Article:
He belongs right up there with Poe and Kafka. The best writer of weird fiction in the past half century. And the reason he belongs there is Ligotti’s both visceral and intellectual, formally experimental and able to tell a traditional horror story with equal ease. He’s also modernized the weird tale, from his early work on. The later workplace stories complete that process. The other thing he brings is a very dark sense of humor and a sense of the absurdity of the world—and a critique of that world that serves as subtext. All of these elements in harmony—symbiosis and contamination—equal genius. I read his work in a continuum that includes Kafka, Poe, Angela Carter, Bruno Schulz, Rikki Ducornet, and the great Caitlin R. Kiernan, but also absurdists and realists and flat-out surrealists. I appreciate that Ligotti stories can be revisited and reveal new dimensions.

Jeff VanderMeer on Thomas Ligotti

David Ferry talks to the people trying to excavate the remains of sets from Cecil B. DeMille’s first film of The Ten Commandments.

• As part of the ongoing vinyl reissue deluge, Crammed Discs are releasing a 10-disc box of albums by the great Tuxedomoon.

• At Strange Flowers: I see for it is night, remembering Marie Cermínová, better known as Surrealist artist Toyen.

Blue Sun Chiming, an animated video by Elisa Ambrogio for the song of that name by Six Organs of Admittance.

• At BLDGBLOG: Occult Infrastructure and the “Funerary Teleportation Grid” of Greater London.

• Enigmatic music makers Watch Repair are now selling their works at Bandcamp.

• Video by Harald Albrigtsen of whales basking under the Northern Lights.

• The urban explorations of Russian photographer Ralph Mirebs.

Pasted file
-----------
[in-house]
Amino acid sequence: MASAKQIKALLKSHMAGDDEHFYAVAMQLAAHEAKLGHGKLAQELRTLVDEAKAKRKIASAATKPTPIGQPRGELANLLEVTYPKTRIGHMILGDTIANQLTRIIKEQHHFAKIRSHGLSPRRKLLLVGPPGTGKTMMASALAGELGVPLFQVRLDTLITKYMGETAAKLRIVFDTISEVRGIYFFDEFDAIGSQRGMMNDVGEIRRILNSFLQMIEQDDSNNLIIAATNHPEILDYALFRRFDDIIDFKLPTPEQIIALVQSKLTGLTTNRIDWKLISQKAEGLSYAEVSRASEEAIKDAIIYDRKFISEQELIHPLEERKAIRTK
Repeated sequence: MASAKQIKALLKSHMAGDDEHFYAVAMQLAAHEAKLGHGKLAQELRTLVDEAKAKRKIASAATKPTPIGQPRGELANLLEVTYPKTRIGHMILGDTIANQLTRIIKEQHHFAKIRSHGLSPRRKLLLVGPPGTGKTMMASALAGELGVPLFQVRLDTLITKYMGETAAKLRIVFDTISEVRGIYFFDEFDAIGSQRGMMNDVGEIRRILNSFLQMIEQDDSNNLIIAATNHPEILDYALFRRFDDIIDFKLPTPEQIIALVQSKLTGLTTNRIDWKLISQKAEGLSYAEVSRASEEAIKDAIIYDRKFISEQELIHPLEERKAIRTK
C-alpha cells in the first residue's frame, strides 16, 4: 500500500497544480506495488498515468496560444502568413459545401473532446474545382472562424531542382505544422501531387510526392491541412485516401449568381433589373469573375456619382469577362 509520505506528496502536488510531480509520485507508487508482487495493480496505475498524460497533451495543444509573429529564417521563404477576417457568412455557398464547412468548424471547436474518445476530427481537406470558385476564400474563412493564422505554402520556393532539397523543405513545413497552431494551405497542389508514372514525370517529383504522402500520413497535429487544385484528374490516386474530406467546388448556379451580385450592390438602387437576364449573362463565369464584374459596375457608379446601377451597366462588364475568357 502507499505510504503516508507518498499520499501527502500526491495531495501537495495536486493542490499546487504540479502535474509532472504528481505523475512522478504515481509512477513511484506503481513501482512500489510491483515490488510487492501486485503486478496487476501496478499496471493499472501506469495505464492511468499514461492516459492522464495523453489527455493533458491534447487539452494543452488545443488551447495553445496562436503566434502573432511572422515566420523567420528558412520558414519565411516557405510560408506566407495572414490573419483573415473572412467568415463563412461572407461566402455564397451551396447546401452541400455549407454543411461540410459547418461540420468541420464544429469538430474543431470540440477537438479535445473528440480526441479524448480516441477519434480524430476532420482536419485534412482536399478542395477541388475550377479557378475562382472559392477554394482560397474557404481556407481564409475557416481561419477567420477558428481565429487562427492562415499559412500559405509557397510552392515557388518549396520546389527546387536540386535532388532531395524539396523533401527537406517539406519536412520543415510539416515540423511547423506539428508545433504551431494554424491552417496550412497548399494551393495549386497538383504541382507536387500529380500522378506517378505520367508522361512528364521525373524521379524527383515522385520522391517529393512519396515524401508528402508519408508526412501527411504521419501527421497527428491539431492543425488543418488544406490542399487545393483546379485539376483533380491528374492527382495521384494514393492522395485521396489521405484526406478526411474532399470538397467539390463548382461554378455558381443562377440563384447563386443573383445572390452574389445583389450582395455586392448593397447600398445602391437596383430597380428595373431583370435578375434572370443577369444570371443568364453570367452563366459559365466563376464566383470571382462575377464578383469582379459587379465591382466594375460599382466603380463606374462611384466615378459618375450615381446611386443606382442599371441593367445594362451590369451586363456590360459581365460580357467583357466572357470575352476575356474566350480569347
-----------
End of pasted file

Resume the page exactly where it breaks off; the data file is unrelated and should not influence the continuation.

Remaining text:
• Mix of the week: Secret Thirteen Mix 164 by Discipula.

The lost rivers that lie beneath London

Egypt (1985) by Tuxedomoon | Whales Tails (1986) by Cocteau Twins | London’s Lost Rivers (1996) by Coil

Wavelength

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Thanks be to YouTube for once more resurrecting moments of underground cinema which would otherwise be very difficult to see. Wavelength (1967) is Michael Snow’s experimental masterwork, a 45-minute zoom across a New York loft that ends on a photograph of waves that fills the screen. This recipe for ennui is not without incident: we see a bookcase being installed, someone plays a Beatles record—Strawberry Fields Forever—a man breaks into the apartment and collapses. (He may be dead but we never find out.) Throughout this, the film is subject to flashes of colour filtering, moments of negative inversion and sudden flares of light. For at least half the running time the sound is replaced by a droning oscillator tone which rises inexorably the closer the camera brings us to its destination.